Blood-borne Amyloid-beta Dimer Correlates with Clinical Markers of Alzheimer's Disease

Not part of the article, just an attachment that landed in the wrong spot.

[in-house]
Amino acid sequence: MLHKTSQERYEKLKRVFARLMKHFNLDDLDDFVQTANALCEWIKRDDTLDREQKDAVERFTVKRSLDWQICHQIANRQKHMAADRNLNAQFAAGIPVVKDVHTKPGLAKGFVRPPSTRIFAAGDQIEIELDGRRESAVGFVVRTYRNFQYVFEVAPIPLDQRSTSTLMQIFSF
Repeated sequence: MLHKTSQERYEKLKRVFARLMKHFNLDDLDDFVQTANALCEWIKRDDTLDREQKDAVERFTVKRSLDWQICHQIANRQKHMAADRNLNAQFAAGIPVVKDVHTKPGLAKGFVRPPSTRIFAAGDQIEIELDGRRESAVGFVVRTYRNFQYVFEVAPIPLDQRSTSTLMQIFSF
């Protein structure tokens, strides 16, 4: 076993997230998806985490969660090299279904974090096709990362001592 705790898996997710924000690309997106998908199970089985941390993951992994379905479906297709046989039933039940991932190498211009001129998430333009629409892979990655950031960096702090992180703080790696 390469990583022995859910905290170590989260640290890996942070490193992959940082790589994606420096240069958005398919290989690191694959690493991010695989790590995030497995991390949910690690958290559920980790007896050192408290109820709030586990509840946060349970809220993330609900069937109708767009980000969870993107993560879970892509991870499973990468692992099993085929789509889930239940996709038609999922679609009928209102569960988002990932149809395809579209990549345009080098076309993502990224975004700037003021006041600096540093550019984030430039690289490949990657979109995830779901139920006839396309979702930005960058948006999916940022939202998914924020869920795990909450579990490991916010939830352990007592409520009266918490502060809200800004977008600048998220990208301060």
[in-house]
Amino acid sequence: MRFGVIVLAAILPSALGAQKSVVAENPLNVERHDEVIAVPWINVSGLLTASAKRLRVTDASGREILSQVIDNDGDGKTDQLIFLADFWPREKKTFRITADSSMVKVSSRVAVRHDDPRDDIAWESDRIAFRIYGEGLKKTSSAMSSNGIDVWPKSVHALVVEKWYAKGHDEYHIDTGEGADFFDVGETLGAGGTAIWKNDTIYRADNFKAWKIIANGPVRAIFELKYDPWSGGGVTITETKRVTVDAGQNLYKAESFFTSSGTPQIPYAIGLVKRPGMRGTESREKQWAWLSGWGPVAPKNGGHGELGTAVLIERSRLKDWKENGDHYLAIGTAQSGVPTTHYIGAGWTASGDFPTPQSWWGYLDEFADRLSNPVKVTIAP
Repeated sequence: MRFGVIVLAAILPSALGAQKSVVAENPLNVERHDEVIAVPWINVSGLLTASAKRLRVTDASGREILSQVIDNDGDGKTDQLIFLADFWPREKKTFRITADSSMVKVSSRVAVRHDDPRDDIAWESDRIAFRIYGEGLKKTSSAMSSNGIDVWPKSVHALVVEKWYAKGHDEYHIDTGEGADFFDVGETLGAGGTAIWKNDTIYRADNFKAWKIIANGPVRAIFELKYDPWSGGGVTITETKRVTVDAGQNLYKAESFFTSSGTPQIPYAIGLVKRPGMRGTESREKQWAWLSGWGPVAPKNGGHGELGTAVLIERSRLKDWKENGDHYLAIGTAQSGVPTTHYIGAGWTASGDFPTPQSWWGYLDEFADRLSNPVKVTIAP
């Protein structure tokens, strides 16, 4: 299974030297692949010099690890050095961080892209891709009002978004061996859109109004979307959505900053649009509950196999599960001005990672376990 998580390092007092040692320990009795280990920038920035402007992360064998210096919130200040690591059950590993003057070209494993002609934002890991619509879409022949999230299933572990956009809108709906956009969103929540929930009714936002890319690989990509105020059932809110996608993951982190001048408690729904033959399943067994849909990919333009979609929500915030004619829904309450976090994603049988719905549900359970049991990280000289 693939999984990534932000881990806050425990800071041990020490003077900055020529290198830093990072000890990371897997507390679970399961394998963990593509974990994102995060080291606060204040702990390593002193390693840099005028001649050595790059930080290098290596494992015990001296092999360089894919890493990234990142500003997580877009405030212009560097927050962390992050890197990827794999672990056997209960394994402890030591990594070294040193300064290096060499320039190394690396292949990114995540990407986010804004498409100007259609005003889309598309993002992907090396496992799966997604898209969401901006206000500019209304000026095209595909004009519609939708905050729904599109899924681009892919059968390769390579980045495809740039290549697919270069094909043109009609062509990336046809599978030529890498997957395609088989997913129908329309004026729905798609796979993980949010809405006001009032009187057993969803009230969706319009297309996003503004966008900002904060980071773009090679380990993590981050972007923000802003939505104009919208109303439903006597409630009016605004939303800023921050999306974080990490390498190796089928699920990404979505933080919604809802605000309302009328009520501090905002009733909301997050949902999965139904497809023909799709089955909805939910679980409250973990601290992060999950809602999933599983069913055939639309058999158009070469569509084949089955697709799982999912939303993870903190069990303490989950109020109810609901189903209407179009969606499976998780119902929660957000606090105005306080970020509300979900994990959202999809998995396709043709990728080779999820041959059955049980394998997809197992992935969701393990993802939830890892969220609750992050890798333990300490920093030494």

As readers know, a diagnosis of Alzheimer’s disease is made based on a clinician’s judgment and observations following a variety of neuropsychological tests, lab work to rule out other causes of symptoms, and other assessments. A definitive diagnosis must wait until a post-mortem exam of the patient’s brain tissue that reveals the presence of amyloid plaques and neurofibrillary (tau) tangles. Studies have shown these plaques (especially amyloid-beta) are associated with AD and progression of the disease. Kevin J. Barnham, of the University of Melbourne, and colleagues noted that studies attempting to target amyloid-beta processing have been thwarted by the lack of validated biomarkers. However, several studies have pointed to oligomeric forms of amyloid-beta as “the toxic species that induce the neuronal dysfunction associated with AD.” These forms also include “synaptotoxic amyloid-beta dimers” that have been found post-mortem in AD brain tissue. Because there is currently no means of monitoring this promising target in live patients, Barnham and colleagues analyzed blood samples from a cohort of patients (43 with AD, 23 with mild cognitive impairment, and 52 healthy controls) using a form of mass spectroscopy to see if they could identify oligomeric forms of amyloid-beta and to see if there were differences in the level of those oligomers in healthy subjects vs. patients with AD and/or MCI. They found differences in the blood profiles between healthy patients and patients with AD and/or MCI that were consistent with the presence of two “distinct processing pathways” for amyloid precursor protein (APP) with “an amyloidogenic pathway favored in AD.” This has potential diagnostic and therapeutic implications because this finding indicated “significantly higher levels of amyloid-beta monomer and amyloid-beta dimer in the blood of AD subjects” (an increase of 16% and 35%, respectively, compared with controls). The researchers also reported that their findings correlated with other clinical markers of AD, including MMSE scores. These results indicate that “fundamental biochemical events relevant to AD” can be monitored through routine blood analysis and may be useful clinical biomarkers for AD.